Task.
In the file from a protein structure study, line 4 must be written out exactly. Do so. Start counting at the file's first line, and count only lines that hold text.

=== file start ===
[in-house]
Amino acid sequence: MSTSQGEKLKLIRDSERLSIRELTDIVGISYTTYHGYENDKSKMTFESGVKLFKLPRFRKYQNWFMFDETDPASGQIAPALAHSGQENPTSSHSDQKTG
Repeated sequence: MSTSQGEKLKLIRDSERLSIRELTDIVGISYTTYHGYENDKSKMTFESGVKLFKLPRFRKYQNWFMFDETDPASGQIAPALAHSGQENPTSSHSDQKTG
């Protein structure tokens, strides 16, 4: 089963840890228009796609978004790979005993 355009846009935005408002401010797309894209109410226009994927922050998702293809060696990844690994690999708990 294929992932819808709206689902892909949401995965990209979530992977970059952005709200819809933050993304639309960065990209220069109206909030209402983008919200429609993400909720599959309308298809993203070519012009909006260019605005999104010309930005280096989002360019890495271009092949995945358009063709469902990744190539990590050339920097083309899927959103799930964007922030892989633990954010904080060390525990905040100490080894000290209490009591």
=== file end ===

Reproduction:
């Protein structure tokens, strides 16, 4: 089963840890228009796609978004790979005993 355009846009935005408002401010797309894209109410226009994927922050998702293809060696990844690994690999708990 294929992932819808709206689902892909949401995965990209979530992977970059952005709200819809933050993304639309960065990209220069109206909030209402983008919200429609993400909720599959309308298809993203070519012009909006260019605005999104010309930005280096989002360019890495271009092949995945358009063709469902990744190539990590050339920097083309899927959103799930964007922030892989633990954010904080060390525990905040100490080894000290209490009591």